Sunday, December 07, 2008

Starbucks, churches, and jihadis

Ha! This is funny...(hat tip Religion News Service)


Its a nice parody - this competitive selling is quite familiar in the US - with the mega-churches and all that, but I was thinking about the tactics used for recruitment by the various Jihadi groups here in Pakistan and the differences and similarities between the two modes of recruitment. I had posted earlier on an excellent Atlantic Monthly article on secularism and wealth, and it talked about the growth of American religions:
Religious monopolies or near-monopolies, such as state-sponsored churches, generally throttle religious practice over time, especially as a country becomes wealthier; the European experience amply demonstrates this. Lacking any incentive to innovate, churches atrophy, and their congregations dwindle. But places with a free religious marketplace witness something very different: entrepreneurs of the spirit compete to save souls, honing their messages and modulating many of their beliefs so as to appeal to the consumer. With more options to choose from, more consumers find something they like, and the ranks of the religious grow.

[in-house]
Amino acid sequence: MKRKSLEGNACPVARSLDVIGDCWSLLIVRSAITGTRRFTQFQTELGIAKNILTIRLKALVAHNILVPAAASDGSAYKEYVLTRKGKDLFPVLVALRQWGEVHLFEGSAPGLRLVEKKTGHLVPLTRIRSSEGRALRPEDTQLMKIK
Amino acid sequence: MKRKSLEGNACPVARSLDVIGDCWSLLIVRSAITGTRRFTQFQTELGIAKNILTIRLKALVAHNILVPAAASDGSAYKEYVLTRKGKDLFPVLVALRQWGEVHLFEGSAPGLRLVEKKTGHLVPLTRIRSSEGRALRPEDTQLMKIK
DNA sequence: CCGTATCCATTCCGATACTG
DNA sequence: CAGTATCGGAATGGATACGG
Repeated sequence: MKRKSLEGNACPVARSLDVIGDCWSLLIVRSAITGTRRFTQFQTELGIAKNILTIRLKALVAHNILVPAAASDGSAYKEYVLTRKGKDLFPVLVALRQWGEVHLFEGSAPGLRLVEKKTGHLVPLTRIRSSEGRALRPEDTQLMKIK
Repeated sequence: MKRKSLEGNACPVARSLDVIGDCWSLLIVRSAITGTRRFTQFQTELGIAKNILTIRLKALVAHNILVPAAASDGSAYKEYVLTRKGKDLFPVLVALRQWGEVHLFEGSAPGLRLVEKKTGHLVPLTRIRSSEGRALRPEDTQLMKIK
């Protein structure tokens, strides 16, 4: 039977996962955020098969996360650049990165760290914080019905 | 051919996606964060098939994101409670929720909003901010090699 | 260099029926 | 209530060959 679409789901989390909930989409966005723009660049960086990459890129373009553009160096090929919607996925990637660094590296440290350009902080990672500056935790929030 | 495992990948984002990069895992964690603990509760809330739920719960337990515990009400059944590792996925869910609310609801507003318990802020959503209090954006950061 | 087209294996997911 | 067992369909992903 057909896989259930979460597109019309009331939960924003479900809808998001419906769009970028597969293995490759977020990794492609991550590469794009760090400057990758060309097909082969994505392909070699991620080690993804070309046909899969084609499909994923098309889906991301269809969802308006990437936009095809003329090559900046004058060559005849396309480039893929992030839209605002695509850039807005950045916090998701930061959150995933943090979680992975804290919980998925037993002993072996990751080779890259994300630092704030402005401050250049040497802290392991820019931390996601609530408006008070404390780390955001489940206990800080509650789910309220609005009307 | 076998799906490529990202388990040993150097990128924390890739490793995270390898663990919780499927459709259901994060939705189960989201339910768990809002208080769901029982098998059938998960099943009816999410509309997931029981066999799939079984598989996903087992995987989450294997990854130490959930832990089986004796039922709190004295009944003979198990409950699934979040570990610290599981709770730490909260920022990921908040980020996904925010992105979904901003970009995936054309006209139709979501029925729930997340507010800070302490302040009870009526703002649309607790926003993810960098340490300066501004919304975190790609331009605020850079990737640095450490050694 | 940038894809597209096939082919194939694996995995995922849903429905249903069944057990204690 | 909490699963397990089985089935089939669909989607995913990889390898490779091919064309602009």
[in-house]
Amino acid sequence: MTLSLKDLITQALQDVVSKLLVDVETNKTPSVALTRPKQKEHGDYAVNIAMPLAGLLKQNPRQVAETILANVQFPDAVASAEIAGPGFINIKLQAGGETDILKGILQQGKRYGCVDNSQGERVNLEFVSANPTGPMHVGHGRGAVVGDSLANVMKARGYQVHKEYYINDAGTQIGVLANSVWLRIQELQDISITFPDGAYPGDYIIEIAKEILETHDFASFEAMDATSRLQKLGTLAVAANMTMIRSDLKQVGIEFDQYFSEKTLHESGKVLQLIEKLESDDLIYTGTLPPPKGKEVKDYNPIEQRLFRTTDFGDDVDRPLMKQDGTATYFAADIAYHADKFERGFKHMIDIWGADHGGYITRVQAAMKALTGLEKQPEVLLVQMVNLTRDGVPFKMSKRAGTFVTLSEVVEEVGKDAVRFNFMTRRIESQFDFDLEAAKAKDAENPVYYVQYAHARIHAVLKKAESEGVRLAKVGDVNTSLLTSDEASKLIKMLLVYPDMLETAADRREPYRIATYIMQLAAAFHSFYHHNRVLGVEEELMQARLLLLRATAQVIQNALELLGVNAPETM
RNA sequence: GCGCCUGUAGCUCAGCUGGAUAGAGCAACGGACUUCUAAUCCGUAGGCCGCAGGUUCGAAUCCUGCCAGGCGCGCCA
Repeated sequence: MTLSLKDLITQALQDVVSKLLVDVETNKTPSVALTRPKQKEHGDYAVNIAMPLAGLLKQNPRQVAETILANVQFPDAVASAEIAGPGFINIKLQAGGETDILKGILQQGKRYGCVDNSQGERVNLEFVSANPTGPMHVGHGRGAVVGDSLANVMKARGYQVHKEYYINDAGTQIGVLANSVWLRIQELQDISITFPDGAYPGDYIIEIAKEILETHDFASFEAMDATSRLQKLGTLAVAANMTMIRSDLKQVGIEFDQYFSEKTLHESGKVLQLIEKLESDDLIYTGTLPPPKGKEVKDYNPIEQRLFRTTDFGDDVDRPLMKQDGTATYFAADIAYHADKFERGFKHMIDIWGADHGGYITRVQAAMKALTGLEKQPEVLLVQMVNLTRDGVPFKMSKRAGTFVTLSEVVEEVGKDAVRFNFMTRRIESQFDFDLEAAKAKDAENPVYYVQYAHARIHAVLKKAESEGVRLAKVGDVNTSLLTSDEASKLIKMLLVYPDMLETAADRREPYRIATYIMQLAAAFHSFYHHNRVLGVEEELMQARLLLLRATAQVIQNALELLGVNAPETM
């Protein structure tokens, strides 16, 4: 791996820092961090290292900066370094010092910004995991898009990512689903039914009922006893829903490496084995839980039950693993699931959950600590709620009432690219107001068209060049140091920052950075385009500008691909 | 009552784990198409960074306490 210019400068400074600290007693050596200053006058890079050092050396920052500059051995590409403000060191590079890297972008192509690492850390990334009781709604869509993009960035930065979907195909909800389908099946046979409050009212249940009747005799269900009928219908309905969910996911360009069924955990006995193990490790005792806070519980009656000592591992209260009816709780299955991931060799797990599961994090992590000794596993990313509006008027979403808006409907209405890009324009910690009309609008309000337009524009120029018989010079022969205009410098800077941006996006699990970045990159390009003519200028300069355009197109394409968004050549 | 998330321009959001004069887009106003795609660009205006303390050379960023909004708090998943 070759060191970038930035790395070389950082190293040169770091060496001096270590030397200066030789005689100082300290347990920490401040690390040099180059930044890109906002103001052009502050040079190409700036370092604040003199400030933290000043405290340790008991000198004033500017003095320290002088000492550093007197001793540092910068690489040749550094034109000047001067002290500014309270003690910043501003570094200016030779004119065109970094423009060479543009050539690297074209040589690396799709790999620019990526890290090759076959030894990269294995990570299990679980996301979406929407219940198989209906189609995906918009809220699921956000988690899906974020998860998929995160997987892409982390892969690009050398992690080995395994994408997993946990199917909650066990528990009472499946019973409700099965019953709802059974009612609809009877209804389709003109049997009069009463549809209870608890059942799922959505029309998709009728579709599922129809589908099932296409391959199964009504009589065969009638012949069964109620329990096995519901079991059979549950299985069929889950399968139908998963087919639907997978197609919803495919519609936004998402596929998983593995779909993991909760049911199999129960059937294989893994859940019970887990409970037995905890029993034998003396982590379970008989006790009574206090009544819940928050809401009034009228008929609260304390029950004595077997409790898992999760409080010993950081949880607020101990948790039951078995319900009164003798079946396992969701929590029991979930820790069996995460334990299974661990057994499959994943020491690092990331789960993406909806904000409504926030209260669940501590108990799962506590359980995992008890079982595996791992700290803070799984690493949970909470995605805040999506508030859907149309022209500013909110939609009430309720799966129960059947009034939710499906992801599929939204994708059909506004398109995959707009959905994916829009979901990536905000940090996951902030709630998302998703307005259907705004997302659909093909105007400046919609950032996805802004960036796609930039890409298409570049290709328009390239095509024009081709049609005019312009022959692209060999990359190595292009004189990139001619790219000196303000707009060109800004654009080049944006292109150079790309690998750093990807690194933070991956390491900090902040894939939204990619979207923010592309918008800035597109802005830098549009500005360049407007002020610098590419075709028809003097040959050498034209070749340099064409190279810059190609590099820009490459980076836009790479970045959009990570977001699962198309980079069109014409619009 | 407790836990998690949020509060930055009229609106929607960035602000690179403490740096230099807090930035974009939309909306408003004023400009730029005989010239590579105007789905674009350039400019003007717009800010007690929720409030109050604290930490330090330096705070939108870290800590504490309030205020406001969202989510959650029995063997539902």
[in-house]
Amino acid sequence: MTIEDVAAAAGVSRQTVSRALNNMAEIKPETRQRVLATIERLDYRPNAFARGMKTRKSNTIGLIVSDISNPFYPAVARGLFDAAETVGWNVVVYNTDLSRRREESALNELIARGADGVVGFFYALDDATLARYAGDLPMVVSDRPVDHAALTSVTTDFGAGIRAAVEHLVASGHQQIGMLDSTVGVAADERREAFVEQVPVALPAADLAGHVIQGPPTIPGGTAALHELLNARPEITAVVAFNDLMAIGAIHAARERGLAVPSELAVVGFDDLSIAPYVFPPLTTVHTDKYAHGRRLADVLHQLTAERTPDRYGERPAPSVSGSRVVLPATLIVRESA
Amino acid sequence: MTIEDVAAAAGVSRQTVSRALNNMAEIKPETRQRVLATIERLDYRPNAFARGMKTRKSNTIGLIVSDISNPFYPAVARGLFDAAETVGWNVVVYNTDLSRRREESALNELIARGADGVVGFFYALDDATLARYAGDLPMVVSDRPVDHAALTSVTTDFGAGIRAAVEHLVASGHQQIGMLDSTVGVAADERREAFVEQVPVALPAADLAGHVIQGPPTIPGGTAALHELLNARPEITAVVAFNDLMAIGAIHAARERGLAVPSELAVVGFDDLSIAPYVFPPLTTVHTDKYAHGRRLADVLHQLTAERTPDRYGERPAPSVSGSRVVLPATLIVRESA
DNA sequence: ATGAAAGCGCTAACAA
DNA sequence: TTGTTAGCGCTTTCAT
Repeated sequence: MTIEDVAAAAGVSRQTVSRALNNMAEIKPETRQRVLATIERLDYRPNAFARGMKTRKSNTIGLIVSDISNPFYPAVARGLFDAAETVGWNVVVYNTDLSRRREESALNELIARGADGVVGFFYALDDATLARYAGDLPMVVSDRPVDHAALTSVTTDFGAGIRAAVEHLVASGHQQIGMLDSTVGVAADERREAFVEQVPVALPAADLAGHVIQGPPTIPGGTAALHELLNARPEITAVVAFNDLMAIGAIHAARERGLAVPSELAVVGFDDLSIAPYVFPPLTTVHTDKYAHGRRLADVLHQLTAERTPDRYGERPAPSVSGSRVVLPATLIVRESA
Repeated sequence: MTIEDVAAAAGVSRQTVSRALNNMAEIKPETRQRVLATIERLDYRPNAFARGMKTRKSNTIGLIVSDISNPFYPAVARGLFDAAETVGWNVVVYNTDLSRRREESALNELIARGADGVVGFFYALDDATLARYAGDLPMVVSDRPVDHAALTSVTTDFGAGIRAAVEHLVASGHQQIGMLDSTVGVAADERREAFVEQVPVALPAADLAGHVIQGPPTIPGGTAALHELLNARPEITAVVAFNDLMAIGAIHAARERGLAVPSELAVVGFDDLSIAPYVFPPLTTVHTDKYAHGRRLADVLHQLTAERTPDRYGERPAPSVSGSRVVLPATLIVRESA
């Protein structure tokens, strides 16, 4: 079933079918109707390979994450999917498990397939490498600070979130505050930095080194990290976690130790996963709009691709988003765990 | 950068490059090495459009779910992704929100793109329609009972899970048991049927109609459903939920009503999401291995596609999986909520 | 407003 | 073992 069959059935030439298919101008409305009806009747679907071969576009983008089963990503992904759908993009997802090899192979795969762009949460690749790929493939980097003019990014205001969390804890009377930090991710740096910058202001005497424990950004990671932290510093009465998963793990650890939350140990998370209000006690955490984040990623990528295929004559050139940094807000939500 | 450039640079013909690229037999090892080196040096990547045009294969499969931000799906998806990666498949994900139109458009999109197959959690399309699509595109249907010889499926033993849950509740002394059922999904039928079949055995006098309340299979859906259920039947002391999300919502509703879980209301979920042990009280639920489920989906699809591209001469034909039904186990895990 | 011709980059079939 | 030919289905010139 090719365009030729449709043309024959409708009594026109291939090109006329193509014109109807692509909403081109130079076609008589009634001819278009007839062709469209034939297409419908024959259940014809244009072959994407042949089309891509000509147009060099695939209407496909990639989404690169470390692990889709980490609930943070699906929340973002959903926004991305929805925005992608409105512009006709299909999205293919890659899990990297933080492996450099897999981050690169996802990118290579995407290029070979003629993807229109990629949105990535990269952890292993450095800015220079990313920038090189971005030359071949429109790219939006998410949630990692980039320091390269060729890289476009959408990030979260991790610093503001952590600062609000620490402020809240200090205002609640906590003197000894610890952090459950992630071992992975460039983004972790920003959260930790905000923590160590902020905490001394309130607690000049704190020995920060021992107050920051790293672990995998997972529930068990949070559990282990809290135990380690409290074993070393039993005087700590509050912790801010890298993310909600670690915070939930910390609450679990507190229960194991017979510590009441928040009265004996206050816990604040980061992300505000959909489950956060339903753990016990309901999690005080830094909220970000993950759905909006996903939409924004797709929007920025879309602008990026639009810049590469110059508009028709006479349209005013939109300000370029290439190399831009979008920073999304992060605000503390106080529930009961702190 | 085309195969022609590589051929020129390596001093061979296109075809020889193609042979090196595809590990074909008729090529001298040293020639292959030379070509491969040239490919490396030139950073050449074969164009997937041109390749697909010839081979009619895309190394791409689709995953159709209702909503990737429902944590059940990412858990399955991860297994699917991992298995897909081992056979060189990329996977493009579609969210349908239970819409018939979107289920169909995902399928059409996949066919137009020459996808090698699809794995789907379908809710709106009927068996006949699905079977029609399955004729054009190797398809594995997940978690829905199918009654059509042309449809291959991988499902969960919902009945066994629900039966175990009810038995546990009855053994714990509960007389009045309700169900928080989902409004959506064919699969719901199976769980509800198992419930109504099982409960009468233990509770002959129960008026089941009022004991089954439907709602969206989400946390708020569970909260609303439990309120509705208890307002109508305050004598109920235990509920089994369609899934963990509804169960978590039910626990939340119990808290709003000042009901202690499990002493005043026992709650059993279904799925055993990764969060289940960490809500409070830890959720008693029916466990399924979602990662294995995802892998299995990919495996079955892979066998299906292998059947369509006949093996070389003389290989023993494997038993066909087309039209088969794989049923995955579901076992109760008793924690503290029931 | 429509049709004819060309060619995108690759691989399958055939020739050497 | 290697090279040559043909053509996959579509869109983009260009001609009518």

Can we think about the growth of Jihadi groups in the same way (in terms of recruitment strategies)? Jihadis are operating in a free Jihadi marketplace here and there is no Jihadi monopoly. They have been inventive and their diversity (not in terms of religion - but rather in their goals and modes of operation) provide choices for people with various level of discontentment. But of course guns may alter the free marketplace model...

Hmm....may be a starbucks parody of Jihadis won't be as funny...